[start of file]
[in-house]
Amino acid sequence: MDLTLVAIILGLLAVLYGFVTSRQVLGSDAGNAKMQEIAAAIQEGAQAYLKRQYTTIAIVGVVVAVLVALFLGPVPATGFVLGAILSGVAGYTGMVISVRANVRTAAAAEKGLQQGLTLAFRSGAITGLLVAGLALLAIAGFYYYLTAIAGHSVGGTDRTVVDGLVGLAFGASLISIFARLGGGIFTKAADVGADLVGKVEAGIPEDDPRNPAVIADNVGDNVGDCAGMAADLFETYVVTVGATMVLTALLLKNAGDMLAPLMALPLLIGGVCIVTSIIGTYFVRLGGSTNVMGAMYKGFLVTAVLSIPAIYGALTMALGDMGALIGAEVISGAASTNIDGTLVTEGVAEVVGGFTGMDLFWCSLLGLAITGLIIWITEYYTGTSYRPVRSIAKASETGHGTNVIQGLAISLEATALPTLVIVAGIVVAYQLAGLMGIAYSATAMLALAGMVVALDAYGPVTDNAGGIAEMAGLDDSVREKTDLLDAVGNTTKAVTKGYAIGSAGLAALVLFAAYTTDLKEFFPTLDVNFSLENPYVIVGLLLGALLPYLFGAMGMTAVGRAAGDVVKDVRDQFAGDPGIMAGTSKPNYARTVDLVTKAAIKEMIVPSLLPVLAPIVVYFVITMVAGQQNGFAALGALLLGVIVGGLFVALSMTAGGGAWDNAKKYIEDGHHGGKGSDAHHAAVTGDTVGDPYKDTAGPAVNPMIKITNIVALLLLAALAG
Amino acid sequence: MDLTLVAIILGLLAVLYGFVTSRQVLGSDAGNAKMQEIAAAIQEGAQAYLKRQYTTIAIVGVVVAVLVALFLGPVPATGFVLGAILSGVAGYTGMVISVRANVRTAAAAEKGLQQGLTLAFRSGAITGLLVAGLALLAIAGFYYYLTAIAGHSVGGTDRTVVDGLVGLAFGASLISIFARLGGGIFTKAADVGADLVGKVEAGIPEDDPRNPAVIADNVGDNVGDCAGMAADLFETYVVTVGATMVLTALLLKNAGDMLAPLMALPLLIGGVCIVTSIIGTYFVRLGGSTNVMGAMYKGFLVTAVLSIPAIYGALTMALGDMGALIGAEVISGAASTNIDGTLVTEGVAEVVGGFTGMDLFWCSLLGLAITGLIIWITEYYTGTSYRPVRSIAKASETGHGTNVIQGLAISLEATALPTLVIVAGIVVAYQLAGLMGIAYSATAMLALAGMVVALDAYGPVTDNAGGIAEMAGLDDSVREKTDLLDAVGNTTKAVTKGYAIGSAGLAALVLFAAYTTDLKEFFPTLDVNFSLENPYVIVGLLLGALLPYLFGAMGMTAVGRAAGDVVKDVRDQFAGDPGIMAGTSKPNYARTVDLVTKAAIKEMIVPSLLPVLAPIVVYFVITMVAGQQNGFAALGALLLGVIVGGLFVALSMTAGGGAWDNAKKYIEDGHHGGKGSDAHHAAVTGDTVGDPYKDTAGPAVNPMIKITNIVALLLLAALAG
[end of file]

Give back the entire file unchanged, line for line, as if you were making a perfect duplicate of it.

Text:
[in-house]
Amino acid sequence: MDLTLVAIILGLLAVLYGFVTSRQVLGSDAGNAKMQEIAAAIQEGAQAYLKRQYTTIAIVGVVVAVLVALFLGPVPATGFVLGAILSGVAGYTGMVISVRANVRTAAAAEKGLQQGLTLAFRSGAITGLLVAGLALLAIAGFYYYLTAIAGHSVGGTDRTVVDGLVGLAFGASLISIFARLGGGIFTKAADVGADLVGKVEAGIPEDDPRNPAVIADNVGDNVGDCAGMAADLFETYVVTVGATMVLTALLLKNAGDMLAPLMALPLLIGGVCIVTSIIGTYFVRLGGSTNVMGAMYKGFLVTAVLSIPAIYGALTMALGDMGALIGAEVISGAASTNIDGTLVTEGVAEVVGGFTGMDLFWCSLLGLAITGLIIWITEYYTGTSYRPVRSIAKASETGHGTNVIQGLAISLEATALPTLVIVAGIVVAYQLAGLMGIAYSATAMLALAGMVVALDAYGPVTDNAGGIAEMAGLDDSVREKTDLLDAVGNTTKAVTKGYAIGSAGLAALVLFAAYTTDLKEFFPTLDVNFSLENPYVIVGLLLGALLPYLFGAMGMTAVGRAAGDVVKDVRDQFAGDPGIMAGTSKPNYARTVDLVTKAAIKEMIVPSLLPVLAPIVVYFVITMVAGQQNGFAALGALLLGVIVGGLFVALSMTAGGGAWDNAKKYIEDGHHGGKGSDAHHAAVTGDTVGDPYKDTAGPAVNPMIKITNIVALLLLAALAG
Amino acid sequence: MDLTLVAIILGLLAVLYGFVTSRQVLGSDAGNAKMQEIAAAIQEGAQAYLKRQYTTIAIVGVVVAVLVALFLGPVPATGFVLGAILSGVAGYTGMVISVRANVRTAAAAEKGLQQGLTLAFRSGAITGLLVAGLALLAIAGFYYYLTAIAGHSVGGTDRTVVDGLVGLAFGASLISIFARLGGGIFTKAADVGADLVGKVEAGIPEDDPRNPAVIADNVGDNVGDCAGMAADLFETYVVTVGATMVLTALLLKNAGDMLAPLMALPLLIGGVCIVTSIIGTYFVRLGGSTNVMGAMYKGFLVTAVLSIPAIYGALTMALGDMGALIGAEVISGAASTNIDGTLVTEGVAEVVGGFTGMDLFWCSLLGLAITGLIIWITEYYTGTSYRPVRSIAKASETGHGTNVIQGLAISLEATALPTLVIVAGIVVAYQLAGLMGIAYSATAMLALAGMVVALDAYGPVTDNAGGIAEMAGLDDSVREKTDLLDAVGNTTKAVTKGYAIGSAGLAALVLFAAYTTDLKEFFPTLDVNFSLENPYVIVGLLLGALLPYLFGAMGMTAVGRAAGDVVKDVRDQFAGDPGIMAGTSKPNYARTVDLVTKAAIKEMIVPSLLPVLAPIVVYFVITMVAGQQNGFAALGALLLGVIVGGLFVALSMTAGGGAWDNAKKYIEDGHHGGKGSDAHHAAVTGDTVGDPYKDTAGPAVNPMIKITNIVALLLLAALAG